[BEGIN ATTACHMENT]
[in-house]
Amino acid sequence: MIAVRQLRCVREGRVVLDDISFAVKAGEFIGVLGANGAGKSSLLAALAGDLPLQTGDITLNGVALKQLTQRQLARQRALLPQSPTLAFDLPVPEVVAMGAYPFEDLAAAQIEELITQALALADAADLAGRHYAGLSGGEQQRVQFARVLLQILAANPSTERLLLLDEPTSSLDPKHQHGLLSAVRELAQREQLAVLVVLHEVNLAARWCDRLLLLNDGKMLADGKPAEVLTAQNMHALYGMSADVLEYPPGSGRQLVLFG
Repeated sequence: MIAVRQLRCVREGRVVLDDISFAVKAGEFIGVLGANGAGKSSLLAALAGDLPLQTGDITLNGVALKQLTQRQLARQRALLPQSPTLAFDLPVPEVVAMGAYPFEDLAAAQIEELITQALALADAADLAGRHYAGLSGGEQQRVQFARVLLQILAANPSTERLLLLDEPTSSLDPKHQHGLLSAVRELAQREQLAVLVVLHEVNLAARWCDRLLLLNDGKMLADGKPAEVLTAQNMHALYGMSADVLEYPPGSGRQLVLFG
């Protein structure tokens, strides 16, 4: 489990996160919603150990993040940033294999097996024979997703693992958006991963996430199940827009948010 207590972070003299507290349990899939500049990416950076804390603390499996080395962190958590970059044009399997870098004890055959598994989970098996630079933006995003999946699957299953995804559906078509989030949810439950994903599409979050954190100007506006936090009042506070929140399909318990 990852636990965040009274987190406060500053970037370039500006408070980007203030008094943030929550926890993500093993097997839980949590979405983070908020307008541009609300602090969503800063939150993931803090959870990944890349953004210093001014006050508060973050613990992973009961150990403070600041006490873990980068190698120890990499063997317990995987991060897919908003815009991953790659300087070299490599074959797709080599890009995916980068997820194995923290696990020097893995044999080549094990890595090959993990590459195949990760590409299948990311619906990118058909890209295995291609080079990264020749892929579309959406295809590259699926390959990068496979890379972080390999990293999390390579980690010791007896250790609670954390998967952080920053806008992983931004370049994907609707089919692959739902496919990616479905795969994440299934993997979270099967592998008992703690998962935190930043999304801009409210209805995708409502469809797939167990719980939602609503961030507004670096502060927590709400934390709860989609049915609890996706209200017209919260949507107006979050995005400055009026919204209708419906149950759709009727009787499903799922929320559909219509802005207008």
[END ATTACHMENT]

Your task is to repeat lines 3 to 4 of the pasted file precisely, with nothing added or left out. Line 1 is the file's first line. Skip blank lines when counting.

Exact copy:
Repeated sequence: MIAVRQLRCVREGRVVLDDISFAVKAGEFIGVLGANGAGKSSLLAALAGDLPLQTGDITLNGVALKQLTQRQLARQRALLPQSPTLAFDLPVPEVVAMGAYPFEDLAAAQIEELITQALALADAADLAGRHYAGLSGGEQQRVQFARVLLQILAANPSTERLLLLDEPTSSLDPKHQHGLLSAVRELAQREQLAVLVVLHEVNLAARWCDRLLLLNDGKMLADGKPAEVLTAQNMHALYGMSADVLEYPPGSGRQLVLFG
């Protein structure tokens, strides 16, 4: 489990996160919603150990993040940033294999097996024979997703693992958006991963996430199940827009948010 207590972070003299507290349990899939500049990416950076804390603390499996080395962190958590970059044009399997870098004890055959598994989970098996630079933006995003999946699957299953995804559906078509989030949810439950994903599409979050954190100007506006936090009042506070929140399909318990 990852636990965040009274987190406060500053970037370039500006408070980007203030008094943030929550926890993500093993097997839980949590979405983070908020307008541009609300602090969503800063939150993931803090959870990944890349953004210093001014006050508060973050613990992973009961150990403070600041006490873990980068190698120890990499063997317990995987991060897919908003815009991953790659300087070299490599074959797709080599890009995916980068997820194995923290696990020097893995044999080549094990890595090959993990590459195949990760590409299948990311619906990118058909890209295995291609080079990264020749892929579309959406295809590259699926390959990068496979890379972080390999990293999390390579980690010791007896250790609670954390998967952080920053806008992983931004370049994907609707089919692959739902496919990616479905795969994440299934993997979270099967592998008992703690998962935190930043999304801009409210209805995708409502469809797939167990719980939602609503961030507004670096502060927590709400934390709860989609049915609890996706209200017209919260949507107006979050995005400055009026919204209708419906149950759709009727009787499903799922929320559909219509802005207008």